It’s a breeze to install luxury vinyl plank in our van. We had leftover LVP from installing it in our home, and we knew it was a durable choice. Still looks great in the van, and is easy to clean.
Our vinyl flooring was manufactured by Shaw. We bought it from a local flooring distributor in Southern California.
We had EXACTLY the right amount to complete the front of the van. Although a continuous floor is nice, we decided we were okay with a foam mat flooring for the back garage portion of the van.
Vinyl went in our living area, and we used foam flooring in the garage area of our van. Looks aren’t as important there so it’s all about functionality and cost. It was easy to install, cheap, and lightweight. It’s pretty easy to wipe or vacuum. If we had rugged sharp gear it might be prone to tearing, but it’s just fine for our bouldering mats.
To start, we needed to plan out the plank layout. The nice thing about working in the van is that there is not all that much surface area to plan around! We simply laid our planks out side by side to understand where the planks would begin and end relative to the cabinets that we had already installed.
Note: Not all floor installs will want to occur prior to the cabinet build. In our case, it made sense to work around some of our cabinets since we are working with a floating floor that needs expansion gaps to expand / contract with changes in temperature.
Click lock LVP planks have a tongue and groove type installation. This means they lock into each other like a puzzle, creating a tight seal that keeps out moisture and keeps the planks from separating from one another. Our particular product is thin, and did not require much force to click together two pieces. There are thicker LVP products that do install more like a typical laminate flooring, requiring a little hammering to get the planks to engage.
Here’s a video that gives general installation advice for floating LVP flooring:
One concern we see voiced a lot is whether vinyl planks will separate at the seams. Since they are loose lay, we can see how this might be a worry. However, that has not been the case for us. We did not install the flooring under our cabinets, partially due to the limited material we had on hand. Secondly, loose lay LVP needs room to expand and contract with changes in temperature. By leaving some expansion gaps at the edges, you eliminate this concern:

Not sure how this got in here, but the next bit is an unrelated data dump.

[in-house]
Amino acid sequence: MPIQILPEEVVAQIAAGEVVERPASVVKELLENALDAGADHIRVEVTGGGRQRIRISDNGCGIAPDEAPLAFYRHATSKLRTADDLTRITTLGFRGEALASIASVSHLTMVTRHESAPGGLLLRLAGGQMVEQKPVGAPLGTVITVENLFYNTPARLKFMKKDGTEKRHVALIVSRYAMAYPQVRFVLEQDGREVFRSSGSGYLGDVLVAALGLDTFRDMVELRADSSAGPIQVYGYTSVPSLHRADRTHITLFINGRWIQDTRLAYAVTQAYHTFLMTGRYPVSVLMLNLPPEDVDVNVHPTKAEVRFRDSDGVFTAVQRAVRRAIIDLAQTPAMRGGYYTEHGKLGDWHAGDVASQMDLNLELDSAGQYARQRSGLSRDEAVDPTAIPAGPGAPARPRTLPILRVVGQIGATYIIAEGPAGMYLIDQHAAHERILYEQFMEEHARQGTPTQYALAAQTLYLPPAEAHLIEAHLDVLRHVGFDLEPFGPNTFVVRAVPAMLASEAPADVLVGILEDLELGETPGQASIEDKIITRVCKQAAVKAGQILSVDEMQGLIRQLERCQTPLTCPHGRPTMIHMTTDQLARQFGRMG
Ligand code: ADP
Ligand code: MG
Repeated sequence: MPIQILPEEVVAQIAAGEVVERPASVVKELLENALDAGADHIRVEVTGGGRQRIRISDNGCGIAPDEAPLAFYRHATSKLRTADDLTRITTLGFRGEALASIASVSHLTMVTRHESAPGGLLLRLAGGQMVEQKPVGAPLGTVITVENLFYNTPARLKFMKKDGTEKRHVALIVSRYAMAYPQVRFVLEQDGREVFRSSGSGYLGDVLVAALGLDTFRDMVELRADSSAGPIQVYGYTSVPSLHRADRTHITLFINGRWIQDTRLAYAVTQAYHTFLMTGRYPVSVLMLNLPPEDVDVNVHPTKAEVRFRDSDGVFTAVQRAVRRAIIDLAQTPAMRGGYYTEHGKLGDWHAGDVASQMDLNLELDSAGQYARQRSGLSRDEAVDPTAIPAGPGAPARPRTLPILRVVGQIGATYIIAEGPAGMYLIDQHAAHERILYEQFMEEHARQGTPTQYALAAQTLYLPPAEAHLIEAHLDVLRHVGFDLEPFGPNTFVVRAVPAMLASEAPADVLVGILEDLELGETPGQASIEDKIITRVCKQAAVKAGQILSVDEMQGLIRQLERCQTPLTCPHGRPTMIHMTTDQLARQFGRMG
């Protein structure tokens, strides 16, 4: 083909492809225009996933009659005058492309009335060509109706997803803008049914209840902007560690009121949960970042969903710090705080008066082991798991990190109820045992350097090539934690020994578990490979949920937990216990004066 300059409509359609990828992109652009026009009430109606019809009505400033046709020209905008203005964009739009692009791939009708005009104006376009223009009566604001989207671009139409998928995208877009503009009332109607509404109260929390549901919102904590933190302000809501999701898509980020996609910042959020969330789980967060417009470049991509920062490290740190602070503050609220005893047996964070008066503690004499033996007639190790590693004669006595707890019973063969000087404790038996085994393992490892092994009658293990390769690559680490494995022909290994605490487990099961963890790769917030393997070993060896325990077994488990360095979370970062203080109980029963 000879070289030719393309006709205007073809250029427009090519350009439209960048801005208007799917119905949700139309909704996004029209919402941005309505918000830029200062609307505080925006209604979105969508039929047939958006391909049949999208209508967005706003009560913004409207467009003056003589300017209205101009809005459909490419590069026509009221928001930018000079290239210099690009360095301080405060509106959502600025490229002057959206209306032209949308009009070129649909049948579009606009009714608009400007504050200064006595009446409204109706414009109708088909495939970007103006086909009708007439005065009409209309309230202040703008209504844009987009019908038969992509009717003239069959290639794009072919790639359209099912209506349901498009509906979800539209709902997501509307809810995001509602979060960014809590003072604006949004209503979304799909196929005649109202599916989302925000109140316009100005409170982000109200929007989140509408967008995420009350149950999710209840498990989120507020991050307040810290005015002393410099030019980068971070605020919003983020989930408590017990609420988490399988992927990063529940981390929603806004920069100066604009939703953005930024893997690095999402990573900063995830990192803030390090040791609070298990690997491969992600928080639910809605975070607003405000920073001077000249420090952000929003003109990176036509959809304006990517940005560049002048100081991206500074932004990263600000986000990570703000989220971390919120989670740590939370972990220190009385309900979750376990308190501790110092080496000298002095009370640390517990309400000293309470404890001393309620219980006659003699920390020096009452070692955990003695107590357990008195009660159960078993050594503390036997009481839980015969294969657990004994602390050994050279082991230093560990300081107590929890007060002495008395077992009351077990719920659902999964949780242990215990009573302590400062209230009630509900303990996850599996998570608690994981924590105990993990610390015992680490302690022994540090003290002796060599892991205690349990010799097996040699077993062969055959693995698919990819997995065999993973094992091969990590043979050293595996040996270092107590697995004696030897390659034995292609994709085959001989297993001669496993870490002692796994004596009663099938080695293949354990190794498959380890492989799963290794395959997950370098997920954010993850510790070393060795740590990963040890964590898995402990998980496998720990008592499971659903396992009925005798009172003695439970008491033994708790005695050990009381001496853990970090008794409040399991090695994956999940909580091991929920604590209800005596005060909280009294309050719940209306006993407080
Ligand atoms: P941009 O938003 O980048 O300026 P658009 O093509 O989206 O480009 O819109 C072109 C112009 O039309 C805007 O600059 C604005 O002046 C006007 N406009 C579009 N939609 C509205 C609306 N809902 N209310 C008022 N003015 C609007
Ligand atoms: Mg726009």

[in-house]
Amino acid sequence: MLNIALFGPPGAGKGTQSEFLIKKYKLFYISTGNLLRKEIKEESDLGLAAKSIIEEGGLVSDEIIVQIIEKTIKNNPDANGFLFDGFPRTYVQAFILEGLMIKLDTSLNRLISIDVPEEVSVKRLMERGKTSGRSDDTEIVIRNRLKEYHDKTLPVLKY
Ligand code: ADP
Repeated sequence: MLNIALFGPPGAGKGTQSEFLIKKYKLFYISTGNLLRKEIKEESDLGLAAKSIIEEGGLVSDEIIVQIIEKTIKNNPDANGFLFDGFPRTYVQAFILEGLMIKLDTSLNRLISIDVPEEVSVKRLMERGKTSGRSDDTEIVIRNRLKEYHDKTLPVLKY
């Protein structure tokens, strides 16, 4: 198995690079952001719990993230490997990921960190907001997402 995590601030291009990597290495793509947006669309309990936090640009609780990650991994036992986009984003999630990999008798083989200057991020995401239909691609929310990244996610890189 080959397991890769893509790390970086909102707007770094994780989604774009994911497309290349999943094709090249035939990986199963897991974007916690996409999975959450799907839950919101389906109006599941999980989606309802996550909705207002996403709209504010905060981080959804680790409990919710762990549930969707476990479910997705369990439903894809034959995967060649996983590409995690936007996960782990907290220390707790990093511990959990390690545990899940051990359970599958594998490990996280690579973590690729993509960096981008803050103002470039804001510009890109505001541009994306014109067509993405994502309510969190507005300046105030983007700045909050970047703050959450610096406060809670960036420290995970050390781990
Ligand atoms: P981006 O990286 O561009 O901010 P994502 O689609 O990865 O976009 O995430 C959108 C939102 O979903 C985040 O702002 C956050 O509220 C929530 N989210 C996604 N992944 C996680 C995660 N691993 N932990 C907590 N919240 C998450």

Another perk to LVP flooring is that the tools you will need are ones you most likely already have on hand. There are different thickness options, and ours was the thinnest there is at about 1/16” height. We simply needed a box cutter to score the plank on the top, and then snapped it for a clean break. On some slightly smaller or more intricate cuts, we used needle nose pliers.
We only had enough LVP for the front “living” space of the van, and were okay with transitioning to a different floor type in the garage. Three factors we kept in mind for the garage portion of floor were: cost, durability, and cushion. We knew we might be crawling around under there on our knees, so why not choose something comfy? With all this in mind, we decided to give tile gym flooring a shot! So far we really love it. We get the impression that it’s pretty dang durable and THICK! It’s also easy to install, with a straight edge and blade being all you need to slice through the foam. We did not glue down, which gives flexibility for future replacements should they be needed, but this could be an option if desired.
All this said, our main garage inhabitants are bouldering crash pads, which don’t have sharp edges, so it may not be an option for everyone. Always keep your own lifestyle in mind when making van build decisions. We’ve seen other van builders use industrial style rubber flooring for their garage space.
We finished the edges with aluminum angle. The aluminum was screwed down through the floor into joists. We added the trim after installing our cabinets and vinyl plank flooring (in that order). Yep, we had to ensure there were joists installed on the edges of the floor. This ensured stability at the edges, and material for screwing in this aluminum angle.
Since we did this part of the build after our cabinet install, we had to notch the aluminum to work around the cabinet. We did this using an Since we did this part of the build after our cabinet install, we had to notch the aluminum to work around the cabinet. We did this using an angle grinder. We also used the angle grinder to cut the pieces to length. We also used the angle grinder to cut the pieces to length.
We sincerely hope this information is helpful on your build journey!
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